“Maybe only a thousand people bought the record…but they all went out and formed bands…” –Brian Eno on “The Velvet Underground & Nico”
You may or may not have heard, but Lou Reed has left the planet, at age 71. While ol’ Lou could have been cut from the same cloth as some of the ’27 Club’, he stuck around long enough to have more than a few highs and some really deep troughs. Sure, he coulda pegged out in the early 70s (and probably nearly did), but somehow, it didn’t seem like his style.
The Velvet Underground, the group he formed with John Cale and Sterling Morrison, seemed so outside of the zeitgeist of the late 1960s it was nearly comical. An American band (well, nearly – Cale hailed from Wales (Ha HA!)), they didn’t rely so much on the jazz and blues traditions, but more on European avant-classical stylings. They had a female drummer who looked every bit as snarly as the guys and she wasn’t a flashy player either. No showboating – straight to the beat. Maureen Tucker, the VU drummer, has said that one of her main influences was African drummer Babatunde Olatunji. On the first VU LP, released in 1967, the quartet was joined by German singer Nico. Her Teutonic tones were morose and guttural, nowhere near the higher-pitched warbling of Joan Baez or the icy-breathed shimmer of Grace Slick.
The album hit the racks without much fanfare – 1967 was dominated by the pastoral English sounds of The Beatles and the U.S. West Coast bands – flower-power was in and Reed & Co’s gritty NYC decadence was viewed with suspicion, even hostility. Eventually, “The Velvet Underground & Nico” would become a cultural touchstone, the yin to “Sgt. Pepper”s yang. The VU toured that year as part of Andy Warhol‘s “Plastic Exploding Inevitable” multi-media show. Again, they were largely ignored. First, Nico left for a solo career. Cale departed after the second LP, “White Light/White Heat“, was released. “WL/WH” does seem to owe a bit to the burgeoning acid-rock scene and shows that the VU were listening to their peers somewhat, while still retaining the rough edges of the first album.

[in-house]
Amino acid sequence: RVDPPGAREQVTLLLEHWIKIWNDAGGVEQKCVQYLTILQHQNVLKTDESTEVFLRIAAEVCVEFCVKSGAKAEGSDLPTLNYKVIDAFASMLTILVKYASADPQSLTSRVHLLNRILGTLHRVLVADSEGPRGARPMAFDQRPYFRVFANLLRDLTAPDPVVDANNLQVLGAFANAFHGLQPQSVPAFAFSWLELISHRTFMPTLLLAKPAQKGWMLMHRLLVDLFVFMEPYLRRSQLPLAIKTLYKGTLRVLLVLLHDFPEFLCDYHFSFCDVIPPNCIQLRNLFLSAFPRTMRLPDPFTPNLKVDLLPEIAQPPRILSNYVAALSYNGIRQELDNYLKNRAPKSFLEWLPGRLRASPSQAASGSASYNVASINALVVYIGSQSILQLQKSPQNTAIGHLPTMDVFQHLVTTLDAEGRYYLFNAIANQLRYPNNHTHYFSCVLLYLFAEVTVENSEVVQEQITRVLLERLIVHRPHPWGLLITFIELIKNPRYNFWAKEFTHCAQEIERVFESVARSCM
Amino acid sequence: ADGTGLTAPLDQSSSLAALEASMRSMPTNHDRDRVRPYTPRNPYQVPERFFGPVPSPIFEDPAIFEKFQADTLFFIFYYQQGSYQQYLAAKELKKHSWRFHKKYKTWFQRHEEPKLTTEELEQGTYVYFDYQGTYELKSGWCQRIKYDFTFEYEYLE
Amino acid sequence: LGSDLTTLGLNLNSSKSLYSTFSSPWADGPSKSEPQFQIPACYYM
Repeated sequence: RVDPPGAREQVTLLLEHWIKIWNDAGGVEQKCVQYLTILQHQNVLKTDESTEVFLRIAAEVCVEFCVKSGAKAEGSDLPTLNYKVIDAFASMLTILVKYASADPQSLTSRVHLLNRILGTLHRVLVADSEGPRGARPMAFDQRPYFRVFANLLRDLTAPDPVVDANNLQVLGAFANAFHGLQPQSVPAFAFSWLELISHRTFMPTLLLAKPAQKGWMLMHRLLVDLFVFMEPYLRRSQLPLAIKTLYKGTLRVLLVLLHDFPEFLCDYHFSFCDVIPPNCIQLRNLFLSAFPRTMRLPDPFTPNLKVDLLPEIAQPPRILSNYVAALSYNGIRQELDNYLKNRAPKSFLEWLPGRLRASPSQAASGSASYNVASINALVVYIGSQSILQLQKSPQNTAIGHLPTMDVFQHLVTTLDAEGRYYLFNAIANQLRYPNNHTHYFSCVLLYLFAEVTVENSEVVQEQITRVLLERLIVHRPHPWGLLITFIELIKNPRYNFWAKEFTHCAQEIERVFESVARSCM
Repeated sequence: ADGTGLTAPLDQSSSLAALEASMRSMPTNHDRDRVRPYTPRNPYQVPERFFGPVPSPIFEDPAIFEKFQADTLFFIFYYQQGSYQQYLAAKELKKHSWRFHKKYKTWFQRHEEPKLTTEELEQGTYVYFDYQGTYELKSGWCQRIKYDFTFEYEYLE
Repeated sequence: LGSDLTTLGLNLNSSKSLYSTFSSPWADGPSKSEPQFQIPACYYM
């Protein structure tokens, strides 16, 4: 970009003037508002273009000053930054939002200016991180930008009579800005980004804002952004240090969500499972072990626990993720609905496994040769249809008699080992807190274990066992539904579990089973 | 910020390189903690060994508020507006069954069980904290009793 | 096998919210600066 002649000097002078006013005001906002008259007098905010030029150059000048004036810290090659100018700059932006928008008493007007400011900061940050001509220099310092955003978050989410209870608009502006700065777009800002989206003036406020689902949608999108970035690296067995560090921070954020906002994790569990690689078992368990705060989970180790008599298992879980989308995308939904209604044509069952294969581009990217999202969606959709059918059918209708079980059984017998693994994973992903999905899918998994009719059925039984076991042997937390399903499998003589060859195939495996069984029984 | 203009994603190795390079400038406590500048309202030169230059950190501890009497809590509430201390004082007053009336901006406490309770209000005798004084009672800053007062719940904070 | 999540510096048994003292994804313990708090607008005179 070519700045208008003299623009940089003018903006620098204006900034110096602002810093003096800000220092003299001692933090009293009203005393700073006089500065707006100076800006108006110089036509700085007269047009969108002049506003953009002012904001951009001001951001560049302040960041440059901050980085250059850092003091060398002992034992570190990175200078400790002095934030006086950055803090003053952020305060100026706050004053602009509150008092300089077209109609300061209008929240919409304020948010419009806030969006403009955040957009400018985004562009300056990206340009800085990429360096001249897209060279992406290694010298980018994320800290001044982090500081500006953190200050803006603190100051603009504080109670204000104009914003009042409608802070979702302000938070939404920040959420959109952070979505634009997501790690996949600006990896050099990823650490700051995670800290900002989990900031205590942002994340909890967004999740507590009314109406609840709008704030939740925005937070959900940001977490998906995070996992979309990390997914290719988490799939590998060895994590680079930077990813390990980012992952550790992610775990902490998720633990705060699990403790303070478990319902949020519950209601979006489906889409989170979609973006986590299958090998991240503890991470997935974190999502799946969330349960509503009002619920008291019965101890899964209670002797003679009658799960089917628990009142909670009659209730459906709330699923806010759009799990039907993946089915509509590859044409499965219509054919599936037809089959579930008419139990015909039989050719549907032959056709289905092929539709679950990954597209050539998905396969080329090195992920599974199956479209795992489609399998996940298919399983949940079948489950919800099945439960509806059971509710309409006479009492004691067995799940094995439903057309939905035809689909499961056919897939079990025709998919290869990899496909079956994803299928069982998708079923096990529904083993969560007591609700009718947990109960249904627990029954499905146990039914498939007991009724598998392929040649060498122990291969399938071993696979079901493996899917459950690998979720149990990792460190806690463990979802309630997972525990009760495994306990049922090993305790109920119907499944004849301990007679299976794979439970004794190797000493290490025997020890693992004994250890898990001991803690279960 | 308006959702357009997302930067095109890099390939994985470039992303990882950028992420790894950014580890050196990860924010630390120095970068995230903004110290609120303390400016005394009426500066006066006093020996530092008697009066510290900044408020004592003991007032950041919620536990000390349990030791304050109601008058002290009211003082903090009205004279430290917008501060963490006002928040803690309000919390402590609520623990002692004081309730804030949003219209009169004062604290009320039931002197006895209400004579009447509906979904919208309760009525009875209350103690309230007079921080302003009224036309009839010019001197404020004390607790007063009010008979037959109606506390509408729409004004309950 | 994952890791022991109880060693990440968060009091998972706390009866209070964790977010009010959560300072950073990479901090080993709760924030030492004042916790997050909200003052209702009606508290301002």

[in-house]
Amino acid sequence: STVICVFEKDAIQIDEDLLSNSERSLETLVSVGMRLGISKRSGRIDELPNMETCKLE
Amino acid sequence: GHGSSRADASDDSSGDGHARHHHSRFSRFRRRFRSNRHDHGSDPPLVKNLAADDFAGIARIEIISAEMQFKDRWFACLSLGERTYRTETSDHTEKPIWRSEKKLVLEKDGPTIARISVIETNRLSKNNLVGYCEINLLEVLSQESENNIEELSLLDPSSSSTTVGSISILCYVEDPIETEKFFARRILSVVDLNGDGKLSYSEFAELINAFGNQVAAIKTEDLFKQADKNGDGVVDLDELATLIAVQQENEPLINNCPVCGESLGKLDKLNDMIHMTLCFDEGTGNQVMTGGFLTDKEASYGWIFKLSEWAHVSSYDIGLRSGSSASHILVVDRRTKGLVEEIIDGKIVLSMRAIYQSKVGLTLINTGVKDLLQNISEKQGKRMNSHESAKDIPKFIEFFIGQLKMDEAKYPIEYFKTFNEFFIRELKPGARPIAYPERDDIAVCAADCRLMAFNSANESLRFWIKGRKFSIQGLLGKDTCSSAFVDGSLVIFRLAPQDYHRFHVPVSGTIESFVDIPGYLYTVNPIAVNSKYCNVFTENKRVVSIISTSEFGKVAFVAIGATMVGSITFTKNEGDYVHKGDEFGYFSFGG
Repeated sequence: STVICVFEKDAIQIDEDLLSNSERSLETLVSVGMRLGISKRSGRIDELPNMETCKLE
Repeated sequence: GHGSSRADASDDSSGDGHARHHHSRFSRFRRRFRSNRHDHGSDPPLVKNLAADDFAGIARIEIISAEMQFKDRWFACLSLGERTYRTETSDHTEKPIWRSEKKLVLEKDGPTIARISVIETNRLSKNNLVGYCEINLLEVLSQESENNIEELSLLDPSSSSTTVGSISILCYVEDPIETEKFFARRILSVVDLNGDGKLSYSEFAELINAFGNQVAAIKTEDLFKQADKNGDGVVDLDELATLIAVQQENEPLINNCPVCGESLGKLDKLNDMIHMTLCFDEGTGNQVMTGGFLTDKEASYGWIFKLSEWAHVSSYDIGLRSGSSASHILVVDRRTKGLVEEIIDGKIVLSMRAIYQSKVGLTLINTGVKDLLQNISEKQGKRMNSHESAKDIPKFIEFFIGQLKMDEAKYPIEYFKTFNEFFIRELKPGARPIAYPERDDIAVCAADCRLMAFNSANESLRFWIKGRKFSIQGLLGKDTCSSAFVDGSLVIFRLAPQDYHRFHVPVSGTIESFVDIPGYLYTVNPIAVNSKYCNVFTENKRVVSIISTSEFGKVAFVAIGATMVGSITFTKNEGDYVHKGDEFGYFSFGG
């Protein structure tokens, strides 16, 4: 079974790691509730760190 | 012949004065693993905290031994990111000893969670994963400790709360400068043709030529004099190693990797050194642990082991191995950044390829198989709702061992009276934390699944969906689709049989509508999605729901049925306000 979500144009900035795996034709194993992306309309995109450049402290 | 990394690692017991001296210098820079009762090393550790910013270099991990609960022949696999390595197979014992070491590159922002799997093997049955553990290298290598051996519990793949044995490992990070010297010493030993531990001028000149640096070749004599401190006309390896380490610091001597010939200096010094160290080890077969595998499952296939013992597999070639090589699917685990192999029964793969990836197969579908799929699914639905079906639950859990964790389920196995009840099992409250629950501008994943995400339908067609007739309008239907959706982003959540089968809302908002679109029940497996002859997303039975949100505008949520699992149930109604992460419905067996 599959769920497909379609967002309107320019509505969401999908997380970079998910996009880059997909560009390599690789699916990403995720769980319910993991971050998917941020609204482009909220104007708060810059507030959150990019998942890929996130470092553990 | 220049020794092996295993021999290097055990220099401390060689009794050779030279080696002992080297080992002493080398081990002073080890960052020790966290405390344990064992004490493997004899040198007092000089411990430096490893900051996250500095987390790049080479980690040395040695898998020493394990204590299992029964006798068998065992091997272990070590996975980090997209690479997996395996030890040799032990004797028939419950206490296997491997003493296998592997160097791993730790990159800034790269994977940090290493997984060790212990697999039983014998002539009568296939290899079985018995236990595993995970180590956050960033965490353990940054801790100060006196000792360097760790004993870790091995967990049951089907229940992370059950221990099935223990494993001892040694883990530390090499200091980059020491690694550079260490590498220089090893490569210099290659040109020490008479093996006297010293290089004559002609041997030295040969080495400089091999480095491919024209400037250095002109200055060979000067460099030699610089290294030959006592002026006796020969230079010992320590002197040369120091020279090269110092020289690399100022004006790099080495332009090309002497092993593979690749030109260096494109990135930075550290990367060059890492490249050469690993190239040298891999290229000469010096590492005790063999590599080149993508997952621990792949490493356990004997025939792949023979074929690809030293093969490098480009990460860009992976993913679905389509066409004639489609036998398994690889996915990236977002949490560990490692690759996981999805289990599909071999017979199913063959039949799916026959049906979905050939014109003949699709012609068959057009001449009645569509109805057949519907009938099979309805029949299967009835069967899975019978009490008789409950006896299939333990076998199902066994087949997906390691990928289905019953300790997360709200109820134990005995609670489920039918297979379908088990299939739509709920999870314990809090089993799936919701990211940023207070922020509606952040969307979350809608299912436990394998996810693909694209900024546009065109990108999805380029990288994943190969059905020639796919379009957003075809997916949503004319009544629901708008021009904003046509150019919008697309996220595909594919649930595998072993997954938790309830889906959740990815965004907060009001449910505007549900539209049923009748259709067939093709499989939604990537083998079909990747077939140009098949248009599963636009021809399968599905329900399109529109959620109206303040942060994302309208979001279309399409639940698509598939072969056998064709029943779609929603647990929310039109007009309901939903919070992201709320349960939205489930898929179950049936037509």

Doug Yule replaced Cale and brought more of a pop sensibility to the band. The self-titled third album featured some gentler tunes and even a bit of optimism in the lyrics. They toured and even played a few of the West Coast psychedelic haunts like the Avalon Ballroom. The band carried on for a couple more albums – I don’t even think Lou participated on the final one, “Squeeze”.
He officially went solo in 1972 and from there got involved in the androgynous/glam scene, his “Transformer” LP being produced by David Bowie (who borrowed the VU’s style on a few of his tunes, such as Queen Bitch). “Transformer” gave him his first ‘hit single’ in the form of Take A Walk On The Wild Side, which seems to be still his most well-known song. His 1973 ‘concept’ album, “Berlin“, was a critical hit, but again, didn’t make much of an impact upon it’s release. He confounded even his most ardent fans (including noted rock scribbler Lester Bangs) in 1975 by releasing “Metal Machine Music“, 2 LPs of constructed guitar feedback with no vocals or song structures, possibly a first for a major-label recording artist.
After that, Lou sorta disappeared into the late 70s and 80s miasma. He continued to create records, with diminishing returns – though I note that “The Blue Mask“, released in 1982, did get some accolades at the time. His “New York” album, released in 1989, was a comeback of sorts and in a sense, came full-circle back to the realism of the first VU LP. Eventually, but perhaps not inevitably, the original VU (minus Nico, who had tragically passed away) re-grouped for a tour in 1993. A live album was issued, but some thought that a bit of the old magic was gone. Still, you can’t blame them for capitalising on their now-legendary status. The rest of the world had finally caught up to them and they were being name-checked as an influence left and right.
They split yet again and Lou continued on…well, being Lou. He dated, then married NYC musician/performance artist Laurie Anderson, made some new albums and saw Perfect Day, from “Berlin”, become popular again after appearing on the Trainspotting soundtrack, He was as cantankerous as ever and still made interviewing him a grueling experience for the hapless journos sent to ask about his latest offerings. His final release, a collaboration with metal main-streamers Metallica, called “Lulu“, was poorly received. I myself only heard one track and I found it a chore to get through. Seems a shame he had to go out on that one, but, like Bob Dylan, he probably delighted in side-stepping his fans yet again.
What else can you say, really? Much more, I suspect – but others will say it more eloquently than I’m able. The guy was uncompromising and had little time to explain himself and his music. More popular as an influence than in the commercial realm (“Walk On The Wild Side” seemed more of an anomaly than anything) – a rock-n-roller to the core. Here’s Bangs on why he loved Lou so much: “Lou Reed is my own hero principally because he stands for all the most fucked up things that I could ever possibly conceive of. Which probably only shows the limits of my imagination.”